Thursday, November 5, 2015

What's next, turkeys nesting on the porch?



This has magically appeared a foot from our front step, It measures about 14"x 12" and yes its a woodchuck hole, perhaps newly created or maybe an old one that they abandoned--there is a smaller exit/entrance down in the dirt itself--I put this plant pot in to let the owner know we found it--even though it really does look unused. Poor choice of locations, I'd say.



And for the past few weeks we've been noticing extreme cat food disappearances overnight. Now, Charlie is a big cat, but not fat and he never struck me as a big eater anyway.  Lately I've heard, especially late at night,  rustly sounds in the walls that were too loud for mice and kept thinking, oh, lord, I hope its not a rat.  Today I had left the outside door open to let the nice weather in--and when I came downstairs at one point there was a very chubby chipmunk on my kitchen counter, cleaning up crumbs from the cutting board.  

We talked about that, and he finally took off out the open door, hesitating on the porch for a few seconds as if to say, well,  are you sure--  

Oh, yes. I'm sure. 

I said to my husband, it does feel as if we're losing the battle, maybe we should move out now before they take over completely...

12 comments:

  1. Just leave all the doors and windows open! Like that wonderful English eccentric and brilliant ornithologist, Len something, who had wild birds coming through the house all the time. She wrote brilliantly on them as individuals since she came to know them and their offspring. Not that I'm suggesting the definitive volume on chipmunks, but you do have long winters..

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    1. Ah, yes, and perhaps a chapter on "Snakes in the Attic, oh my" and "What To Do When the Rat Moves in"...and let us not slight the family of raccoons who rode out a two day blizzard in our shed attic and liked it so much they decided to stay there forever...

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  2. I had a squirrel eat part of my door and nearly an entire board on my deck. We theorized that it was after the salt in the treated lumber. But what a mess it made.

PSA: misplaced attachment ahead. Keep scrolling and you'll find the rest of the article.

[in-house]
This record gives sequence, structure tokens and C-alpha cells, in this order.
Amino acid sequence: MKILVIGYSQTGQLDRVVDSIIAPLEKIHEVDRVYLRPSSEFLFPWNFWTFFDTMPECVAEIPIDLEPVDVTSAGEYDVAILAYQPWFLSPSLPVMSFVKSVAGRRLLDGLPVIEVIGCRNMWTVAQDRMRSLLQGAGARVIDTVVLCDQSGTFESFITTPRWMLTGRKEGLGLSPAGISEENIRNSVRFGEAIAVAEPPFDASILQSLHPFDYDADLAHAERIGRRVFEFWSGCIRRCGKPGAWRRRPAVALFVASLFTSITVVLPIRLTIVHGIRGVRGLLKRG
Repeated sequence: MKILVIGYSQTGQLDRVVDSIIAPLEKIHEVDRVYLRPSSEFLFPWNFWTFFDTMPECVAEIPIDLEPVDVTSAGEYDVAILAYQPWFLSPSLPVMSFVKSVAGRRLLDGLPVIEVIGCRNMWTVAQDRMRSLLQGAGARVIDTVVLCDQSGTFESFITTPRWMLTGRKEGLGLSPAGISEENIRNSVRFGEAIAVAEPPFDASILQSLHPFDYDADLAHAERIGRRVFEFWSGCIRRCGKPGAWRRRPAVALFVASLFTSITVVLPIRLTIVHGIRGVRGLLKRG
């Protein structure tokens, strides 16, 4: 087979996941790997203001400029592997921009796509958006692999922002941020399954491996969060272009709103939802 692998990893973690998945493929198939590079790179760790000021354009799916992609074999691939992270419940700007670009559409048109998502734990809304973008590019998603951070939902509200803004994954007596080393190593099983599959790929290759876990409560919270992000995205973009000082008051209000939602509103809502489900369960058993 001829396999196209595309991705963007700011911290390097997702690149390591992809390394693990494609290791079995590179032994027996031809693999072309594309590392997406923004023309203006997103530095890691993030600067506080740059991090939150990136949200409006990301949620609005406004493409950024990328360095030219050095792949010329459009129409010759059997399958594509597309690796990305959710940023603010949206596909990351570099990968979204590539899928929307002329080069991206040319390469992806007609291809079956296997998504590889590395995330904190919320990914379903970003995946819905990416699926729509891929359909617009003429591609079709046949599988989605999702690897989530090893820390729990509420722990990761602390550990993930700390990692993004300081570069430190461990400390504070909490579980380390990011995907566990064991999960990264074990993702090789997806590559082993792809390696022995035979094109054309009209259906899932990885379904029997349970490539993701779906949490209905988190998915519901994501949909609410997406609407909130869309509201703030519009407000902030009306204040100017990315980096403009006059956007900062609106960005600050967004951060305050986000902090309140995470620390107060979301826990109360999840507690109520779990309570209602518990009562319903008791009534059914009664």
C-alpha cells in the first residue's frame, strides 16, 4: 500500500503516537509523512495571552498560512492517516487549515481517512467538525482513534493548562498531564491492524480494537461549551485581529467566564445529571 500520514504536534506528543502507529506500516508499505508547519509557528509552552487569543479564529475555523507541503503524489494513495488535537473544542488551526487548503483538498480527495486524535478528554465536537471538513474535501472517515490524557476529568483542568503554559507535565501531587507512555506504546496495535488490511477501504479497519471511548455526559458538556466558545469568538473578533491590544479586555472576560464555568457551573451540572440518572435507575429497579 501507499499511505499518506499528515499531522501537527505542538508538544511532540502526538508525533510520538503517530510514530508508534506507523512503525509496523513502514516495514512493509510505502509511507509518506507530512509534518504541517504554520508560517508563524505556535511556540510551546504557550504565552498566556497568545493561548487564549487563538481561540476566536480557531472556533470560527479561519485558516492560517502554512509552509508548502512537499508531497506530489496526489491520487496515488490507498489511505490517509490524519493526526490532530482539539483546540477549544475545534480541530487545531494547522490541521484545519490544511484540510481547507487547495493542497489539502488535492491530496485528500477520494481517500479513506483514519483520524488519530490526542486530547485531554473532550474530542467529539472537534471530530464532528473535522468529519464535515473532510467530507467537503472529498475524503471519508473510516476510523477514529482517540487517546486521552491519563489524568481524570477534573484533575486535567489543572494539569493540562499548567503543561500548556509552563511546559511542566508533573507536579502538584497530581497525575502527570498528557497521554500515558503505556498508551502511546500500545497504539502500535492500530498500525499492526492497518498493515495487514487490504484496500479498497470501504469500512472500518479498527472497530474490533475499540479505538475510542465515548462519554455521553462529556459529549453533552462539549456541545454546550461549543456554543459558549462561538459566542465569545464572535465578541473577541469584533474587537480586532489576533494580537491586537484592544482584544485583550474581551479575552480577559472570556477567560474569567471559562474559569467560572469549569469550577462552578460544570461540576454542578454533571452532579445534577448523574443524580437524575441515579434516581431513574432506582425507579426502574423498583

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  3. hungry squirrel, lol. Rodents have to gnaw. Part of the job description for Rodent is that their teeth never stop growing, and the only way they can keep them pared down is to gnaw constantly.
    All those wood chips. And what great kindling!

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  4. The name of the lady came back: Len Howard, wonderful book BIrds as Individuals. Just sayin..

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  5. All the fences in this development have scallops bitten out of the tops, because of dear little squirrels venturing out of our eaves where they are raising families, to gnaw, when they're not gnawing on the pipes above my bathroom ceiling...not bitter or anything, but you'd think in the middle of a development in the middle of a well populated state they would go somewhere more fun, like Mittens' house.

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    1. Nahh, they'd hate it here. Not enough fences and birdfeeders, and i have a cat that is very very good at five minute friends.

      Id probably have more, but I don't feed the birds, which means the squirrels have to live the life of country squirrels and steal acorns from the bluejays.

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  6. A friend has actually had urban wild turkeys nest on her roof, so it's not beyond the realm of possibility. Chipmunks are greedy little things. They make baffles under bird feeders a necessity, as they will eat all the food before the birds even know it's there.

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    1. er. Do they raise families up there too? I don't think the turkey babies develop flight wings for quite some time

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  7. You could try traps, but be forewarned: it takes a heap of them critters to make a decent stew.

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  8. Glad you talked it over with Mr. Chip first. :)

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  9. well he did seem more like company than interloper--nothing Id want to have to escort out by the tail, he looked extremely well fed.

    And it has occurred to me since then, this might very well have been the chipmunk my cat brought in a few weeks ago, and he has been stuffing his fat face ever since.

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